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A Public Company Has Finally Become A B Corp

A $6 billion cosmetics maker is now holding itself to a triple bottom line: people, planet, profit.

A Public Company Has Finally Become A B Corp

[Top photo: YanLev via Shutterstock]

The process of becoming a B Corporation is rigorous. To be certified by the nonprofit B Lab as having met high levels of social and environmental performance, transparency, and accountability, there are assessments, legal considerations and sustainability roadmaps. All of this has, up until now, been too much for most public companies to deal with.

In December, B Lab reached a big certification milestone: Natura, the biggest cosmetics maker in Latin America, became the world's largest B Corp (based on revenue and employees) and the first public company to get certified (another public company, Rally, was certified while it was still private). Natura is valued at over $6 billion, according to Forbes.

dominique landau via Shutterstock

It's easy to see the value proposition of B Corp certification for smaller consumer-focused companies like Green Mountain Power—a utility company that promotes sustainable energy— and Kickstarter, which both became B Corps earlier this year. Most of the 1,170 B Corps in existence, in fact, are relatively small and privately held. What's in it for Natura?

According to the company, many of B Lab's requirements for certification were in the works before Natura decided to go through the assessment process. "We decided to become a B Corp after a study carried in 2013 on sustainable business parameters to help build our Sustainability Vision 2050. From these studies, we found that some practices that are necessary for certification of a B Corp were already incorporated in our activities," writes João Paulo Ferreira, vice president of sales and sustainability at Natura, in an email.

The shareholders, he says, were largely unconcerned about the decision: "We consulted and received positive feedback from shareholders because triple bottom line management has always been in our business model. The certification strengthens Natura’s aims to create value for all its stakeholders, a well known practice by investors."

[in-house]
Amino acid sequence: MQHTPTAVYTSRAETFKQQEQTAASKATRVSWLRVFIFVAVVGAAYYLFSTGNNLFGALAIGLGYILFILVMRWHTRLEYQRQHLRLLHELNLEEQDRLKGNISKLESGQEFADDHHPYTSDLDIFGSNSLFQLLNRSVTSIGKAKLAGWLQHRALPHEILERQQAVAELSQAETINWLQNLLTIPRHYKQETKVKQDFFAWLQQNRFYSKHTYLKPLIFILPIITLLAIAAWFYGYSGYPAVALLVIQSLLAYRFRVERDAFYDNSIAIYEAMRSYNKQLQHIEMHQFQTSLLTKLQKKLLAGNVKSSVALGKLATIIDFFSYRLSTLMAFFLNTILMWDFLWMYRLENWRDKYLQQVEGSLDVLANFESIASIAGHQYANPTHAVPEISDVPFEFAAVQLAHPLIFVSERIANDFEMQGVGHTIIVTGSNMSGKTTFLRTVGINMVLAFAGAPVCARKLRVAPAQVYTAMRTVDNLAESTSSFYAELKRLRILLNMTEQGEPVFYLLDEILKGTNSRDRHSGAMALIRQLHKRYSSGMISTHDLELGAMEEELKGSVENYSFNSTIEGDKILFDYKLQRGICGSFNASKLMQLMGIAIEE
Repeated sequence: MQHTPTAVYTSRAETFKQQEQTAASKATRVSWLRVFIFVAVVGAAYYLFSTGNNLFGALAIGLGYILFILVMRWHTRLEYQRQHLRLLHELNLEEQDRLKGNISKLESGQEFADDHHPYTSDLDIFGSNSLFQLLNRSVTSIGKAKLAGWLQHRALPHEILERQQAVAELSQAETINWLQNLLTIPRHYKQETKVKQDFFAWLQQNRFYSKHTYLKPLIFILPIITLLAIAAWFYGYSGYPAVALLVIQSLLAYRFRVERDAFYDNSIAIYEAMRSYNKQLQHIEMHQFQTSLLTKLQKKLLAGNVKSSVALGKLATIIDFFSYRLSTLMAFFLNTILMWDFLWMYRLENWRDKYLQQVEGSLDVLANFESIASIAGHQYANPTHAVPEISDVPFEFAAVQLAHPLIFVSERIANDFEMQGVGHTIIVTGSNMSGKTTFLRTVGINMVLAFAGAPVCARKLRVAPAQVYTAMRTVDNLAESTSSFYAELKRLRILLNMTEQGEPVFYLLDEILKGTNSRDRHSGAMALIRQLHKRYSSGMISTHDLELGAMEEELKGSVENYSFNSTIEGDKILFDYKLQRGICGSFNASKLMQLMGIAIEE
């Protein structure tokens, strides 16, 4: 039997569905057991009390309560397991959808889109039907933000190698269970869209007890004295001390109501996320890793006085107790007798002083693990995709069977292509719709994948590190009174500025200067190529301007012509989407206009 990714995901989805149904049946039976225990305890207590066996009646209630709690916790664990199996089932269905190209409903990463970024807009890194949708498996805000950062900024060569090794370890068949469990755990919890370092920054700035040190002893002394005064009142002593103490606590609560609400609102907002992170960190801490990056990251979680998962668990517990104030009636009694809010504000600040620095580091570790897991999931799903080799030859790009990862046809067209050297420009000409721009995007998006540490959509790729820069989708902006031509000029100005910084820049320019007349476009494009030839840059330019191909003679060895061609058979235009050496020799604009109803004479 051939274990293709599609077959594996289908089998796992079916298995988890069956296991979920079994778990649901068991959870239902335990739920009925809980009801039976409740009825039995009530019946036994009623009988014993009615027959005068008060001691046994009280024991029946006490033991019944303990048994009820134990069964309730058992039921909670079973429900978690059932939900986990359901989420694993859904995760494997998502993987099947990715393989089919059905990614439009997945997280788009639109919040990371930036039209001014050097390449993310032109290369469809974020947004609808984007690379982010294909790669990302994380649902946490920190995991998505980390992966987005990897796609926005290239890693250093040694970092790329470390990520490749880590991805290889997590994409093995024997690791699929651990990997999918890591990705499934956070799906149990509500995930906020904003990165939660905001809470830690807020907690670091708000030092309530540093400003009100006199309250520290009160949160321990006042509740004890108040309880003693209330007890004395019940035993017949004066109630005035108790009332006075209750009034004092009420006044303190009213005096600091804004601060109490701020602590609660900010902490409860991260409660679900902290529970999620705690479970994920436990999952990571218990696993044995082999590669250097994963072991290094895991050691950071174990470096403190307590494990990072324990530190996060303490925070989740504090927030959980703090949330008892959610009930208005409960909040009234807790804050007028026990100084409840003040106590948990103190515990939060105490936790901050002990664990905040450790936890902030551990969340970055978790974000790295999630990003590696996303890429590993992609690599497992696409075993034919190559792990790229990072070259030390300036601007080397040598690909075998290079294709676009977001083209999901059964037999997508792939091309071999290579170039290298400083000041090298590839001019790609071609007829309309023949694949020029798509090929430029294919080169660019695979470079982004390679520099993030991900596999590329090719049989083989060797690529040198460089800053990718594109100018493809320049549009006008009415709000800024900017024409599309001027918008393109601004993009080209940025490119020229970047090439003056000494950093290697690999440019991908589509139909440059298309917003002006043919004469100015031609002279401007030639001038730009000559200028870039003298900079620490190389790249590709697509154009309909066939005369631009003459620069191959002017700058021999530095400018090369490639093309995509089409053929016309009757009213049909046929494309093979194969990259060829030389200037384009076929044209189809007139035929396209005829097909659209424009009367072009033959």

Natura is in a unique position for a company of its size. It has been considered a sustainability leader for years thanks to its work in sustainable sourcing and waste reduction—but, as Greenbiz reports, the company has struggled over the past few years to curb its waste consumption and energy use as sales have grown:

Natura's most recent sustainability report of 2012, which indicated strong sales growth, already indicated some problems. For example, solid waste rose to 25 grams per unit sold from 20 grams in 2011, not meeting target. The reduction of greenhouse gases to 33 percent below 2006 levels also was off target. The only target on track was water usage, which was kept at 0.4 liters per kg of product, close to the 2013 target of 0.39 liters per kg of products sold.

Getting B Corp certification could be a way for Natura to keep its reputation and goals on track. Plus, the certification doesn't hurt in keeping Natura an attractive option for potential employees who want to work at an ethical company.

It will take time to gauge whether Natura's certification has inspired other huge brands to follow suit. The cosmetics company has at least proven that it's possible.

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